AVELLA, Pa. - With drilling operations well under way in Marshall and Wetzel counties and plans to drill in Oglebay Park in the near future, Chesapeake Energy has leased more than 100,000 acres of land in West Virginia's Northern Panhandle for natural gas development.
With lease payments ranging from $750 per acre to $3,600 per acre - and royalties set from 12.5 percent to 18.75 percent - the Marcellus Shale contracts Chesapeake has signed with local property owners has pumped hundreds of millions of dollars into the state's economy.
Chesapeake officials also note the company bolstered West Virginia's coffers with more than $53 million in natural gas severance taxes over the past five years.
Stacey Tubbs, drilling superintendent for
Chesapeake Energy, discusses the Marcellus Shale natural gas drill behind him at the Powers site near
(Photos by Casey Junkins)
The natural gas company presently employs 636 Mountain State residents, with plans to hire more local workers in the future once those potential employees receive proper training.
Chesapeake has spent $46 million with West Virginia-based vendors so far this year, including $1 million in shops based in Marshall and Wetzel counties and several million dollars more with a company in St. Marys, W.Va. The company also donated more than $400,000 to community organizations within Marshall and Wetzel counties during the past two years, Chesapeake leaders note.
Chesapeake, based in Oklahoma City, played a major role in boosting West Virginia's economy by $1.3 billion in 2009, a recent American Petroleum Institute study finds. The firm also is the largest holder of Marcellus Shale land, with 1.5 million net acres under contract in Pennsylvania and Ohio.
However, as companies such as Chesapeake - currently the most active gas driller in the nation with 126 operating rigs, 27 of which are in the Marcellus Shale - and others proceed with their activities, residents are questioning how the drilling operations impact the area's environment. Already, some in Wetzel County have complained of water and air quality problems they believe may be related to drilling. And 10 days ago, about 1,200 people expressed their views of Marcellus drilling during a U.S. Environmental Protection Agency hearing in Canonsburg, Pa.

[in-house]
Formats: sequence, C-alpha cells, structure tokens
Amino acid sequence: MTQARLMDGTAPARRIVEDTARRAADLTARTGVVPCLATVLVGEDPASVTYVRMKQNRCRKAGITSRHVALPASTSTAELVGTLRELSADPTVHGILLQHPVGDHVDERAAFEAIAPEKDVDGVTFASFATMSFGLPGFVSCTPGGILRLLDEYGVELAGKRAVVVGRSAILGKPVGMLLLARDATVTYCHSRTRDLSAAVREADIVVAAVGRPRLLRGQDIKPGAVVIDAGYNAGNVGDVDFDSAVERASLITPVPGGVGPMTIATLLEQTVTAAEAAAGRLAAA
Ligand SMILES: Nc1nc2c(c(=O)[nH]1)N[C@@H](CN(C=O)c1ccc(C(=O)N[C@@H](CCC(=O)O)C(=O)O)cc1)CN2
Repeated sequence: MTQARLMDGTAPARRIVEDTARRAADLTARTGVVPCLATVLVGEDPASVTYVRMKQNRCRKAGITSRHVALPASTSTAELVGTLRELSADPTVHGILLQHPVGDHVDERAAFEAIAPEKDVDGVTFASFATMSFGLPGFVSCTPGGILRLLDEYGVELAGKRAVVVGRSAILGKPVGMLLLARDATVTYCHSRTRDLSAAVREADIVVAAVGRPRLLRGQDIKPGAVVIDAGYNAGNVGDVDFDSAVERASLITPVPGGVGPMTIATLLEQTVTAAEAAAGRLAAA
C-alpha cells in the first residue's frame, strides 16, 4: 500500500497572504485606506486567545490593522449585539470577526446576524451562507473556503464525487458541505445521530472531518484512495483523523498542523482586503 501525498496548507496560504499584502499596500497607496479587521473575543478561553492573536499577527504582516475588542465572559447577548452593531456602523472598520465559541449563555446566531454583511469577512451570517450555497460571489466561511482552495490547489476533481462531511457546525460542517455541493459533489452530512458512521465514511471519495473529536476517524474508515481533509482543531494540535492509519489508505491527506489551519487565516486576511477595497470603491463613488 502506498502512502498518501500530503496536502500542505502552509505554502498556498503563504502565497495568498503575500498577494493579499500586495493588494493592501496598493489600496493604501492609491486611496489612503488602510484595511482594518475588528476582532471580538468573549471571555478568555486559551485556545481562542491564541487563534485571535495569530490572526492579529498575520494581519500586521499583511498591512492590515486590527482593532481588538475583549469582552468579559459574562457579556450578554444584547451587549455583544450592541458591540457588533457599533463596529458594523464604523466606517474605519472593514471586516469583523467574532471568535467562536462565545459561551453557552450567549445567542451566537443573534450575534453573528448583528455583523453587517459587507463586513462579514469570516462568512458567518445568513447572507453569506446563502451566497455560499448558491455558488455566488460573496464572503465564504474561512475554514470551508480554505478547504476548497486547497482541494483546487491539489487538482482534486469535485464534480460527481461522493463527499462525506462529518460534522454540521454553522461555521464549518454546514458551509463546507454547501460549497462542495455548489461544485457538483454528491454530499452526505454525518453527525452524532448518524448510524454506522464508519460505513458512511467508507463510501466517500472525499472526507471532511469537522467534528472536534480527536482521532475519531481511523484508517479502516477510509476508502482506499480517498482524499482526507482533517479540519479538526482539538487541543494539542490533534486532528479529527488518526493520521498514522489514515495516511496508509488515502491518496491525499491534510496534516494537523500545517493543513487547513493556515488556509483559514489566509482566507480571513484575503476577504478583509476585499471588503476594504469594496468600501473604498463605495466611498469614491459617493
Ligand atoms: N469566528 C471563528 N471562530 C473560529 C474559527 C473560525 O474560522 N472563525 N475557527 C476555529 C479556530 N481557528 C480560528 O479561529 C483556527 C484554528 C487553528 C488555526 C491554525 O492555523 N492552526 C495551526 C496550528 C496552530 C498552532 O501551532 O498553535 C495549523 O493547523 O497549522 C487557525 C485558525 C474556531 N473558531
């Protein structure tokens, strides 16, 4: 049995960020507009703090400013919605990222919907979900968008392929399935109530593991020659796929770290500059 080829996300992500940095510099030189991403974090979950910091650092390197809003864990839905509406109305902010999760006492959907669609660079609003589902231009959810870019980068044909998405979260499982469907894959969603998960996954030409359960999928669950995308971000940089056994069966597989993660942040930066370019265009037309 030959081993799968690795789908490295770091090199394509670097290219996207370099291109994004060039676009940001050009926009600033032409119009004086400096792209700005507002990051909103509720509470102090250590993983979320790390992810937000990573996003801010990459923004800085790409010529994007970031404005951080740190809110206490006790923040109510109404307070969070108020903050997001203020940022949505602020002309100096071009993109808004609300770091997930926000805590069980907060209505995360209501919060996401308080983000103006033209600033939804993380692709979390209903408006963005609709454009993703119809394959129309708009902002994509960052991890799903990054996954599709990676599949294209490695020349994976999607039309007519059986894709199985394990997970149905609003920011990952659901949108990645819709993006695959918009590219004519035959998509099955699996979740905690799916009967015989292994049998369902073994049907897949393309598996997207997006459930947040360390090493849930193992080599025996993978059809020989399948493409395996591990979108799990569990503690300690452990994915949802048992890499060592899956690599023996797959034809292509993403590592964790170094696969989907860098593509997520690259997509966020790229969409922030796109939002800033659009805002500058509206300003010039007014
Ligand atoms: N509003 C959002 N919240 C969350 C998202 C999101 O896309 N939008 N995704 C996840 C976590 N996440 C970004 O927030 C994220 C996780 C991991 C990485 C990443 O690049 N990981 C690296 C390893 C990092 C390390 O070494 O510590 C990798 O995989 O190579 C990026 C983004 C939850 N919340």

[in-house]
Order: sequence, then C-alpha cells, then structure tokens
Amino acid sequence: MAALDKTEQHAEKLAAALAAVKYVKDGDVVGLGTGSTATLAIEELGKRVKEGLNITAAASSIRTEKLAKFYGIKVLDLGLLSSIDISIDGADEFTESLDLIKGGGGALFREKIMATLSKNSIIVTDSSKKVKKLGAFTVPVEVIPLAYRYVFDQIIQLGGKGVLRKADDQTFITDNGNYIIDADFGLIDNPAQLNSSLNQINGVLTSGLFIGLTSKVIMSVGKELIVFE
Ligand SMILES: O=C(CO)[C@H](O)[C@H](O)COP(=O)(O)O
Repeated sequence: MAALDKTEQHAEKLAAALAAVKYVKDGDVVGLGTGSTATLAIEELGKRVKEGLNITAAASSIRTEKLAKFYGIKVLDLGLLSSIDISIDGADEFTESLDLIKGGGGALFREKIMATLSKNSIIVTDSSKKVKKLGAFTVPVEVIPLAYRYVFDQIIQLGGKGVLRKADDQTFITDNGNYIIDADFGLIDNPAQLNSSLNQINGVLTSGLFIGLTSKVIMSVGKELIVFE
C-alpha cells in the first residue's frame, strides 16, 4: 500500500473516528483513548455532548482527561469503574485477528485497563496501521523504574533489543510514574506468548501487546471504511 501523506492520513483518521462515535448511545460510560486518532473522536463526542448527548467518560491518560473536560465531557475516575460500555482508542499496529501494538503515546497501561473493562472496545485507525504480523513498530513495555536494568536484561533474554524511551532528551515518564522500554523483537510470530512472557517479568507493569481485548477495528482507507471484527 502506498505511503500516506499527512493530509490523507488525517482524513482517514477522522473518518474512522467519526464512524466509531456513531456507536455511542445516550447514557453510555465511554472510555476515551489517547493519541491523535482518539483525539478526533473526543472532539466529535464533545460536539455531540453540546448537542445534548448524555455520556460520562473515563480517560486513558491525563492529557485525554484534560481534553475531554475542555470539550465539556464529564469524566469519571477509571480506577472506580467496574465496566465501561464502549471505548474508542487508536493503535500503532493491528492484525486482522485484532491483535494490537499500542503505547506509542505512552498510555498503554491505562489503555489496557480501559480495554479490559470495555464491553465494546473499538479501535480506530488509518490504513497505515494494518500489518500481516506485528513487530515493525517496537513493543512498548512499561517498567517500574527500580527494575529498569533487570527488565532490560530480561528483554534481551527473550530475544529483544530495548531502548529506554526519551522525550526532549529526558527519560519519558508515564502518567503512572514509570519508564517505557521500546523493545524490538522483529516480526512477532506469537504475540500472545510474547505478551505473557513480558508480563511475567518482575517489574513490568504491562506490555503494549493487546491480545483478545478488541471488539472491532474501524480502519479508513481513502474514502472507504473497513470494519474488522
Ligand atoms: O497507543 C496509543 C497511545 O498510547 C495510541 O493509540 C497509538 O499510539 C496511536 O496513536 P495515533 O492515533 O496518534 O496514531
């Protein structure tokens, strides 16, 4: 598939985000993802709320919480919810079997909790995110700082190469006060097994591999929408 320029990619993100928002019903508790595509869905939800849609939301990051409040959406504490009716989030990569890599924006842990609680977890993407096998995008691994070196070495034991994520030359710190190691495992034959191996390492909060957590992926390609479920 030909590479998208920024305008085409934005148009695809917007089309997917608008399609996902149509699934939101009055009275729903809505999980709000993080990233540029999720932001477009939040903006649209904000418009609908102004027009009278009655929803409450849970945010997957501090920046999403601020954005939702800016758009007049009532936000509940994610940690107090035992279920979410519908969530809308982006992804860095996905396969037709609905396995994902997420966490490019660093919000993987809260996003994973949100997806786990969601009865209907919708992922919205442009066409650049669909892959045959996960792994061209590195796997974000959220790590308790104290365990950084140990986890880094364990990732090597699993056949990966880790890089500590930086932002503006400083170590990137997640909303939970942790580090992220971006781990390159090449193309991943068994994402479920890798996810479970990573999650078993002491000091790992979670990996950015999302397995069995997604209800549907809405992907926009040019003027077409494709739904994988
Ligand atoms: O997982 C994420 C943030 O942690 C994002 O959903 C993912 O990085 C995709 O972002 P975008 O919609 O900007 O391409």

Many of the 120 speakers alleged that drilling activity has polluted their water, even though state agencies in Pennsylvania and West Virginia have not yet confirmed any such water contamination.
As part of the Sunday News-Register's in-depth look at the Marcellus Shale natural gas industry, several members of the newspaper's staff on Thursday were granted exclusive access to an active Chesapeake drilling site near Avella, Pa. Leading the tour was Drilling Superintendent Stacey Tubbs, a 35-year industry veteran from New Mexico who, along with most of those in his crew, recently relocated to the area from the Gulf Coast to drill the Marcellus wells.
Chesapeake Director of Corporate Development Stacey Brodak, who coordinated the tour, said Tubbs and other employees from Texas, Oklahoma and Louisiana have the expertise to properly drill the shafts, which delve 5,000 to 8,000 feet deep in the earth. Brodak said Chesapeake hopes to eventually replace the out-of-town workers with local employees.
"It takes time for us to transition to a local work force. The guys from the Gulf states are experienced in this," she said.
Chesapeake leaders said the company considers a number of factors in determining where to drill, including: